My motorcycle experience began with a $65.00 Whizzer that had been run over by a car and my $109.95 Schwinn Panther. I remember those prices well because I worked setting pins at the local bowling alley in the winter. I drove tractor, stacked hay and irrigated in the summer, and I carried newspapers year around to save up first the money for the bicycle and then the Whizzer parts to make the Panther motorized. I was 14 when I got it all gathered up and I can still see the look of horror on my father's face when he walked into the garage that day to find me in the middle of two piles of parts including my now two month old and very expensive Schwinn bicycle.
As I explained my plan to Dad he shook his head in disbelief. A couple of days later it was ready for the test run and with a few minor adjustments it was, 'Katie bar the door!' 35 miles per hour tops and when the cops came I just killed the engine and started pedaling. Cops were much friendlier in those days. After several months I spun the inserts and it was Grandad to the rescue with his story about how he was able to keep his worn out Model A Ford running during the depression using bacon rine for inserts. If I used my head I could get a month's riding in before I had to change the bacon rine.
At 17 I bought a 1947 Harley Davidson 45 from the neighbor across the section. His little daughter had filled the tanks with sand and he didn't want to mess with it so I got it for $35.00. A week later I had it on the road. Then I tried the corn rows with it and tore my ankles up terrible on the running boards trying to get it turned around. A week later I sold the Harley for $135.00 and the week after that I got $150.00 for the Whizzer, new bacon rine and all. A couple weeks later I bought a 1951 BSA B33 for $300.00. I kept that beezer until I was 21 and tried just about everything on it from enduros and hillclimbs to touring and stunts. I once rode 27 miles standing spread eagle on the saddle. My competition career wasn't real successful and I soon noticed that the winners rode Matchless and I longed to own one.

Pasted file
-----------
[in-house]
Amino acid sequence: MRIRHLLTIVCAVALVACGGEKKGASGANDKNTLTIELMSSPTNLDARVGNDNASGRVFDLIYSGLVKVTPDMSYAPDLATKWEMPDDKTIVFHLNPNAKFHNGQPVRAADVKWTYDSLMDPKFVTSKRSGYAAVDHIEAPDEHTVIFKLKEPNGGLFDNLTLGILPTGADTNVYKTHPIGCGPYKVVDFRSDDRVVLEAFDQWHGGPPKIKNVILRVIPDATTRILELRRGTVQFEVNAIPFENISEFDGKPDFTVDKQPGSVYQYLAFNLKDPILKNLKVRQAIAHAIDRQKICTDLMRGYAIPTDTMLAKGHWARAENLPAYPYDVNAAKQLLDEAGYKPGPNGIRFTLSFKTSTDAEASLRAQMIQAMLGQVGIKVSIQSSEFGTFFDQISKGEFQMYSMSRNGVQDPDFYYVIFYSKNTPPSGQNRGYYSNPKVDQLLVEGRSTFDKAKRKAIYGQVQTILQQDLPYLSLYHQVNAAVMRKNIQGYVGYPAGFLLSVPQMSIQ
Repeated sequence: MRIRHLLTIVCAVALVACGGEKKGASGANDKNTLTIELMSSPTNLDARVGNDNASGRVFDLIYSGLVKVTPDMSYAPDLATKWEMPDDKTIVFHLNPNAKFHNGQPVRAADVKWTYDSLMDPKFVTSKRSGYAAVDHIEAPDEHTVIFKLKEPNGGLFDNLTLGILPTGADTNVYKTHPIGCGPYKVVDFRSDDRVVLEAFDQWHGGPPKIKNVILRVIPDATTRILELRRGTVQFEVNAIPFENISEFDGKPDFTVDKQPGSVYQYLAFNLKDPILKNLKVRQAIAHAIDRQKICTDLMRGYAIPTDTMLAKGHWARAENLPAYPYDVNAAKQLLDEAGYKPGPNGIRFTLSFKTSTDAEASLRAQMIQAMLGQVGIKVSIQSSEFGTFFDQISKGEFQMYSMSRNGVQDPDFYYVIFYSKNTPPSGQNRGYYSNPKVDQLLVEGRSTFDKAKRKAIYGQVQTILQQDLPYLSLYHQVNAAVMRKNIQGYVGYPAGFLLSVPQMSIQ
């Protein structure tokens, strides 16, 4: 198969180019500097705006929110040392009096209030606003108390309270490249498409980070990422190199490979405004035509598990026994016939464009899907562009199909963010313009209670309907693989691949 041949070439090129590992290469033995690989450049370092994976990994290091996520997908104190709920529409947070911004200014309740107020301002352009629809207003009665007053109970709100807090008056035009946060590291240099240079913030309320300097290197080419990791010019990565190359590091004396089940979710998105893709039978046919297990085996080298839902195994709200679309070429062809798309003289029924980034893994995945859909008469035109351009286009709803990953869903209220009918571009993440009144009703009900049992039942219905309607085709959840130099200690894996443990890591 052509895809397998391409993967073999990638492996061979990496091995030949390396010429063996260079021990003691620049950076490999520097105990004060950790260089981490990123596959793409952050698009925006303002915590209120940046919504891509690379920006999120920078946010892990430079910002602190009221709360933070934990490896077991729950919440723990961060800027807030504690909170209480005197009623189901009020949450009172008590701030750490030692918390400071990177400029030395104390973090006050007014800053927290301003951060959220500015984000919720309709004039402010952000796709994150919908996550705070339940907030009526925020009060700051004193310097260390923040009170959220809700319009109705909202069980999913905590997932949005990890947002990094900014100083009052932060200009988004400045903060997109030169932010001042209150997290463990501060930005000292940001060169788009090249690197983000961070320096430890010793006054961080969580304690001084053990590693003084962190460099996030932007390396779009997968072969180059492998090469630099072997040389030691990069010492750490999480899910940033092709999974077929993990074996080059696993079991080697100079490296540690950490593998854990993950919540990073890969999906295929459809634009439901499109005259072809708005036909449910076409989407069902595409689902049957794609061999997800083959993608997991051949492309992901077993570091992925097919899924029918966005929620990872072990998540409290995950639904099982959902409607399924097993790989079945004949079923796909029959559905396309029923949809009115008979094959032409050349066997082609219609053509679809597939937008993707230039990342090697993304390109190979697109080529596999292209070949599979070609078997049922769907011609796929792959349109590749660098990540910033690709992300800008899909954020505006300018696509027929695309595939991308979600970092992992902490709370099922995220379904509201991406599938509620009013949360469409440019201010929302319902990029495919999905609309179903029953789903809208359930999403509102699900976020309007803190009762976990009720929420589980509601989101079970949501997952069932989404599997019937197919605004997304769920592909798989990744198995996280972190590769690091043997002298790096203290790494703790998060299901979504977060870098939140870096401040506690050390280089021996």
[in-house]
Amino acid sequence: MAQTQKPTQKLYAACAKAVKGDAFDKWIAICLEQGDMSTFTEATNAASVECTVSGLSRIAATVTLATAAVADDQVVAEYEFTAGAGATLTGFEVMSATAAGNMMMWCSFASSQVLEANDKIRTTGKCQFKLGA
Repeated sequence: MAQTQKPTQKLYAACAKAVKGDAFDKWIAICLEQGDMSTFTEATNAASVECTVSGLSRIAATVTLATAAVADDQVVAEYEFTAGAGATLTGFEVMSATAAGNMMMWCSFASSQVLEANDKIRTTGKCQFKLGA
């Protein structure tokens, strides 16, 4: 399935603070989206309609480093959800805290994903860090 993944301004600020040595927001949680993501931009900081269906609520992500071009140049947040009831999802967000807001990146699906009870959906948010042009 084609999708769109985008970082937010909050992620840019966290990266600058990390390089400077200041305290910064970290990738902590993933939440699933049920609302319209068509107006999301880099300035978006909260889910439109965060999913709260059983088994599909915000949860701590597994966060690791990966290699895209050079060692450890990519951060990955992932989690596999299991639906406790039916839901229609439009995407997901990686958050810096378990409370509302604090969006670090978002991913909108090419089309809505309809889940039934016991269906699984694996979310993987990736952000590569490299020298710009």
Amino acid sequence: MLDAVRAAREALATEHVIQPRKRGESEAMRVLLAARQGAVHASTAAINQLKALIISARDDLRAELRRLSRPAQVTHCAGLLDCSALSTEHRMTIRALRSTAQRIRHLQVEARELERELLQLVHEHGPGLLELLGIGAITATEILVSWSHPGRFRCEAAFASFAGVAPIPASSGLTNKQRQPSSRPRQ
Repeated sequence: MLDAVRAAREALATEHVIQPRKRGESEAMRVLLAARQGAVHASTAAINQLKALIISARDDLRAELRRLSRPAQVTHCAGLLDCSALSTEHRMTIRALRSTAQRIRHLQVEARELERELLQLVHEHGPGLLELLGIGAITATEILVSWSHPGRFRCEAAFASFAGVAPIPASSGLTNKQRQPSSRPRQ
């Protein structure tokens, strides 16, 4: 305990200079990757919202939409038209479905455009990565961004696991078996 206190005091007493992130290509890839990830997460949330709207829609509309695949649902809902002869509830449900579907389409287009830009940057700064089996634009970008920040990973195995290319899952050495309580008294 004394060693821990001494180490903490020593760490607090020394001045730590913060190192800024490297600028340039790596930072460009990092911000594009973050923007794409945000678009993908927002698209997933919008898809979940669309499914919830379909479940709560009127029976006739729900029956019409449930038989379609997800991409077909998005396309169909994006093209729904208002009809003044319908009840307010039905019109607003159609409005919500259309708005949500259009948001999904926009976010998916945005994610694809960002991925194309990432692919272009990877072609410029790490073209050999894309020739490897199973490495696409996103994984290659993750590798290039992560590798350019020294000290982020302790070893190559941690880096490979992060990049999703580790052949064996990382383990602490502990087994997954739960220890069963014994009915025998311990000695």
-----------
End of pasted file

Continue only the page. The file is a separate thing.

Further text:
In late January 1965 my Sweetheart and I happened into the mototcycle dealers' shop in Ft Collins, Colorado, and spotted last years model G12CSR sitting there priced at $1,295.00. This thing truly shined! Everything that cold be chromed was, and everything else was black except the red M's on the kneeknocker badges. I had to have it! I sold the beezer for $295.00 and we headed for the nearest bank, since the dealer couldn't carry the loan. The banker said he couldn't loan me the money because I was a trancient construction worker, but if I was married it'd be a different story. I turned to my sweetheart, gave her little wink and jokingly said, "Hey! Wanna get married?" She says, "Sure!" As we walked out of the bank she says, "Well, how do we get married?" Not knowing anymore than she did, and sorta going along with the joke, I suggsted going to the courthouse and getting a marriage license. The lady at the courthouse wouldn't issue us a marriage license without our blood tests. I made the mistake of chucklin' a little as we walked down the courthouse steps and she said, "Well! Where do we get a blood test?" I said, "I don't know, a doctor I guess." She said, "You best find a doctor or you're gonna need one!" That's when I realized this weren't no joke!
With all the red tape involved with weddings we were more than a month gettin' married and gettin' back to the bank to get our loan. When we got back to the motorcycle shop, the G12CSR was gone! The dealer wouldn't special order us one like it and tried to sell us one of the new G15CS models he had on the floor. There I was, new wife, pocket full of money and NO motorcycle! A few months later I bought the beezer back and we sorta made due until September first 1967 when we happened across Lee Cowie's Motor Sport shop in Saint Louis, Missouri. I was recovering from having hit a car on the way to the race track with the beezer earlier that spring and the wife was pressuring me to quit racing. Lucky for me, the G80CS I was oogling was spoken for and I was brought back from dreamland by the sight of my two year old daughter on top of a new G15CSR saying, "This one Daddy! This one!"
Lee traded my beezer and some cash for the G15CSR with the price tag of $1,334.00 and my racing career was over. We put over 12,000 miles on the 'Big M' by the spring of 1979 when my wife decided she had made a mistake forcing me to marry her so she forced me into a divorce and I was forced to sell the Matchless to pay for the divorce. That was the end of my motorcycle career until 1987 when my brother crashed the 'Big M' and died from his injuries and I bought it back from his widow. I spent a couple years searching for parts to rebuild the 'Big M' without much luck until 1989 when I ran across the AJS&MOC. I had pretty much given up ever restoring the 'Big M' and had filled a barn full of basket cases of every imaginable kind when I finally started finding a few Matchless things. Now I have a motorcycle salvage yard called Snowy Mountain Trading Post which started out to be a taxidermy studio, but that's another story. The G15CSR was completed at 11:30 pm on June eighth 2001, loaded into the trailer and hauled to Billings, Montana. The next morning it was entered in the Vintage Motorcycle Show held as part of the 2nd Annual Montana National Classic State Championship where it won Best In Show - Peoples Choice.
As for the 64/G12CSR, thanks to several of the (AJS&MOC) club members, I finally ran down one of the chrome beasts just a few years ago.
I think the Brits called it "gawd awful gawdy." I call it love!